Authentic, meaningful and sustainable transformation is rooted within---in our hearts and our actions, not in policies. While there is collusion and pretending that all is well, the impact of transformation on the psyche has not been fully acknowledged. Beneath the surface of our South African transformation culture is a real experience of unspeakable psychological drama, a warfare, where truth and emotional wounds are silenced and accountability is lost.
Thandi has recently been employed as Chief Operating Officer, and is aware she is an affirmative action appointee. She feels transformation is a form of acknowledgement, making the memory of oppression and injustice real and known on a community level. She knows she is competent and can add value towards the performance of the business. She is against a tokenist approach to transformation, which she feels can be psychologically degrading when one knows they were given employment not because of credentials, but to fill some quota or to satisfy appearances. For her transformation offers the potential of hope, restoration and healing.
Despite her flourishing hope, Thandi experiences that negative emotions continue to rage within her. Oppression was a human act on a human soul and its impact in the form of fear, pain, shame and despair were inescapable and unsharable. The truth and memory of the past is without a narrative in business settings and on an individual level. Silence renders one to solitude, loneliness, and emotional suffering. These emotions cannot be silenced. They linger on as infinite grief, even if one chooses to forget. For Thandi, this past presents itself as an ongoing psychological burden---the sense of loneliness; fear of failure; pressure to succeed; self-doubt and inadequacy, “Am I good enough?” “Even though I know I am competent, I find myself overwhelmed with feelings of inadequacy and always second-guessing myself.” These stories of emotional suffering are without a narrative in the corporate environment where one is judged negatively for expressing their vulnerability. Frightened yet resilient, Thandi remains aware of these disturbing fear impulses, and she continues to sustain the hope that difficulties will be overcome.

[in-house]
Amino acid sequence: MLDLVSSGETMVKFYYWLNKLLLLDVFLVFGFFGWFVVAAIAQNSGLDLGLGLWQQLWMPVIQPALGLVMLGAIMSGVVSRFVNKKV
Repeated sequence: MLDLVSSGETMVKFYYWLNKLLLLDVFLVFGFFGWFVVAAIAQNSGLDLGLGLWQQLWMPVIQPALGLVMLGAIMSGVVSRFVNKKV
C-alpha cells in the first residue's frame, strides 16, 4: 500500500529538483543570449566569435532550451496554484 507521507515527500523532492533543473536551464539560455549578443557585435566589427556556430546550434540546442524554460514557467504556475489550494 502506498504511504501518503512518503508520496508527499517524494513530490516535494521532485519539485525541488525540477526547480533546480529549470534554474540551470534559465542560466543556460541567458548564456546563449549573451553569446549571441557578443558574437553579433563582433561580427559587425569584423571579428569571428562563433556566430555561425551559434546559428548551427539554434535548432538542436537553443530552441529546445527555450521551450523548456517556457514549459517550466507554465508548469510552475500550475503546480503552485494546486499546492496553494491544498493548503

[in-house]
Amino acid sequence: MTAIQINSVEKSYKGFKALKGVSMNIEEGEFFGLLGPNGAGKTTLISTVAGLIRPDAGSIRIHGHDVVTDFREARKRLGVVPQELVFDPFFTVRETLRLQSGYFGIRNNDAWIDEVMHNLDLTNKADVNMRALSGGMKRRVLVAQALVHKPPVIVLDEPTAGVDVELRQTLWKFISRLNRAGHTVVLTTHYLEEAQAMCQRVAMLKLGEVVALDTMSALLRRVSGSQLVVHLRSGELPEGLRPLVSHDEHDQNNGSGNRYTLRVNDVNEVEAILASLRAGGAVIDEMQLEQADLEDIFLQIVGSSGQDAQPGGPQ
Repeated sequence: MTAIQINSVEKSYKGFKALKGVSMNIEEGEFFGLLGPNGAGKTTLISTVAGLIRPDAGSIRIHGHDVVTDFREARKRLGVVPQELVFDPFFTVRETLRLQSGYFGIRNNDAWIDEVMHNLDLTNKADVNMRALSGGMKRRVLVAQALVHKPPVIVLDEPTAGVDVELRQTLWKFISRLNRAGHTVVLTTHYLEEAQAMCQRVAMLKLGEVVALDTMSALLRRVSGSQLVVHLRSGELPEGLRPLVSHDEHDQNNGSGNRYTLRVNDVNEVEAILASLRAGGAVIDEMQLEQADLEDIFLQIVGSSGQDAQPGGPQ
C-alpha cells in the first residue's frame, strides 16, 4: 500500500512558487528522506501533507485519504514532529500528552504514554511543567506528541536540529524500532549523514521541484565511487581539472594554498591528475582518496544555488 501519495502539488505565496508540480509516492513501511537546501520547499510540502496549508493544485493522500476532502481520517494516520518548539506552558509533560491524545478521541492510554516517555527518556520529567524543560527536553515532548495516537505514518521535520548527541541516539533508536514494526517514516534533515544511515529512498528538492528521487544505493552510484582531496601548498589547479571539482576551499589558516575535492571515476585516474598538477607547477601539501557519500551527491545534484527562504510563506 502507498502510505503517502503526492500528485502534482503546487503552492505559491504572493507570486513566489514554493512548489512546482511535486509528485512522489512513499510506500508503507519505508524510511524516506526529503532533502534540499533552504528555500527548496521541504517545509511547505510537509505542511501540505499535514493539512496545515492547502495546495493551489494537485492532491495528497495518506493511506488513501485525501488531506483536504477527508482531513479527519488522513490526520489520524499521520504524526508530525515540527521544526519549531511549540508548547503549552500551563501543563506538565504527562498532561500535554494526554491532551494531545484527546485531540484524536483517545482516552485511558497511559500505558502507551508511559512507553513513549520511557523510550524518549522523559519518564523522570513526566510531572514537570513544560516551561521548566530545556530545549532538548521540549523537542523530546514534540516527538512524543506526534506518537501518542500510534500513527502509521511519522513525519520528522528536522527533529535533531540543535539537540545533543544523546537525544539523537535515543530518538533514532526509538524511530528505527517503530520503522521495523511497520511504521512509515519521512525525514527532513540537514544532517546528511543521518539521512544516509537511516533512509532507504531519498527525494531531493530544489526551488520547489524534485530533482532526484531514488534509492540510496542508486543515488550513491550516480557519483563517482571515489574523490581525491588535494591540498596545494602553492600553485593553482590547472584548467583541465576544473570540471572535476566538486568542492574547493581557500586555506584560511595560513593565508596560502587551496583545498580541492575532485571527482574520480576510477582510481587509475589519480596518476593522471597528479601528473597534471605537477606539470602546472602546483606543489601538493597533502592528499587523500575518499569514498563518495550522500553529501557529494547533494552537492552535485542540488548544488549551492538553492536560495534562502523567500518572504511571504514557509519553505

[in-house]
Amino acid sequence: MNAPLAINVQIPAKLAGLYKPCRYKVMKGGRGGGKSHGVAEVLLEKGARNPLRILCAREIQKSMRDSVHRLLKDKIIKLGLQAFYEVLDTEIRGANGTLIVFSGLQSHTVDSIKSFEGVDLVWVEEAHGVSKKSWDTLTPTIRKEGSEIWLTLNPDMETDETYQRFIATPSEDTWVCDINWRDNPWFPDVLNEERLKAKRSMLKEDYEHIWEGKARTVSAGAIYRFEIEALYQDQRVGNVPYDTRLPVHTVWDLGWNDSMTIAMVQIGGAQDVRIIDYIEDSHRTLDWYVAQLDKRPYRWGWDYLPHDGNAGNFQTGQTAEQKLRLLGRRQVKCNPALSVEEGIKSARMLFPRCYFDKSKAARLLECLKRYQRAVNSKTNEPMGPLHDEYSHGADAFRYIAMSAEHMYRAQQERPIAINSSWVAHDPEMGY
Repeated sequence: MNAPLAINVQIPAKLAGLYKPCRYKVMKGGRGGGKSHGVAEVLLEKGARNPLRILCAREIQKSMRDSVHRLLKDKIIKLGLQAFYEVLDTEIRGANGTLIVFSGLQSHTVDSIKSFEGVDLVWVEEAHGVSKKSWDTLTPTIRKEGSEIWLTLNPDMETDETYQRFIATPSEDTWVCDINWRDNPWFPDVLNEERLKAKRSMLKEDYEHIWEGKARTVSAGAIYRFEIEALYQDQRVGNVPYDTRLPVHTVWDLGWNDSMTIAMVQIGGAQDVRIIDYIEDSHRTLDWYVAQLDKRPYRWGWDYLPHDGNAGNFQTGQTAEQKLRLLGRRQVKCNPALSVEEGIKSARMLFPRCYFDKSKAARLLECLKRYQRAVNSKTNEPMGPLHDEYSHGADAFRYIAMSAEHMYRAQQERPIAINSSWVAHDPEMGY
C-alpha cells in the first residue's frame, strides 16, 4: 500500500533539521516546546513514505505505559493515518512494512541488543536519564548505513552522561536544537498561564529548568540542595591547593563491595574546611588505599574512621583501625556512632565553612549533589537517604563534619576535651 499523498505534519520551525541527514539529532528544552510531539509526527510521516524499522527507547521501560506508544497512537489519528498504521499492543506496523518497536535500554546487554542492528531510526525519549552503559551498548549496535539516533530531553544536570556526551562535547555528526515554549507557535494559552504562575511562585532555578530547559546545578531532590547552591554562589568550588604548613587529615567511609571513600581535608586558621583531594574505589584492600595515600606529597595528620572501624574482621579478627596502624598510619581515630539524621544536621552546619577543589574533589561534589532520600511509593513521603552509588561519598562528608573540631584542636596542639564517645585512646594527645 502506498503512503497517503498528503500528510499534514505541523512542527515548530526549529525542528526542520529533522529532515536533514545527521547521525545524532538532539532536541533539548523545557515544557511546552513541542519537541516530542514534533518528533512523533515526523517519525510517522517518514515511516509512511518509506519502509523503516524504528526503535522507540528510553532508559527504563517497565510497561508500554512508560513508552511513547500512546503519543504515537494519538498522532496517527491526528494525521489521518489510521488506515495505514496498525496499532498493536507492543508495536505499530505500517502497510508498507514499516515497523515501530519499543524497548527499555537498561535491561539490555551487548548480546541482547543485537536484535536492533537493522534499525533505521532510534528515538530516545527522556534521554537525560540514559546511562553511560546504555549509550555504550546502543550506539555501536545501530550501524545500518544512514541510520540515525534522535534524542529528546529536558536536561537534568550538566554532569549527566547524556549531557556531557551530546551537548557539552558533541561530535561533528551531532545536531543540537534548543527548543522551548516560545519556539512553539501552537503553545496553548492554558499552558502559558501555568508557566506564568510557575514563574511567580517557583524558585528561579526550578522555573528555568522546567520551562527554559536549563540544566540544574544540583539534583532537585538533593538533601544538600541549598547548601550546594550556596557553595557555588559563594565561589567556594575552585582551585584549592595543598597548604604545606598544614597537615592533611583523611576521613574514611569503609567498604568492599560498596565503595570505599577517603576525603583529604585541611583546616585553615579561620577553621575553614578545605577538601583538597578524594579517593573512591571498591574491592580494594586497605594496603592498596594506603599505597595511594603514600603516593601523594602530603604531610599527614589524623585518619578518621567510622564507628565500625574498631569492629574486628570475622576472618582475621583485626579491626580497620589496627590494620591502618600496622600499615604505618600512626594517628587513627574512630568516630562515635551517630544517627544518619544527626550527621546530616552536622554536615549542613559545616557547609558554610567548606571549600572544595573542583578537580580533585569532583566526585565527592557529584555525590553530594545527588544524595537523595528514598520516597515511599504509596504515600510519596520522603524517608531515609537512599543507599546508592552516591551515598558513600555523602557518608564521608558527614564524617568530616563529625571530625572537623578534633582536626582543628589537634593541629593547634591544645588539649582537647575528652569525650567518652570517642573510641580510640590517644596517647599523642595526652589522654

John, did not get his much-desired job as Chief Financial Officer, due to affirmative action priorities. This external event is given meaning internally in his mind. He ascribes his experience as an attack on self and a torture, a catastrophe, an abandonment, cruelty, a betrayal of trust. For John, previously advantaged, transformation has a potential to precipitate internal disorganisation, considerable pain, despair and shame. It is also experienced as a traumatic loss in symbolic and literal terms. The loss cuts deep---it is both tangible and intangible, a loss of role and status, identity, choice, dignity and a deep sense of failure.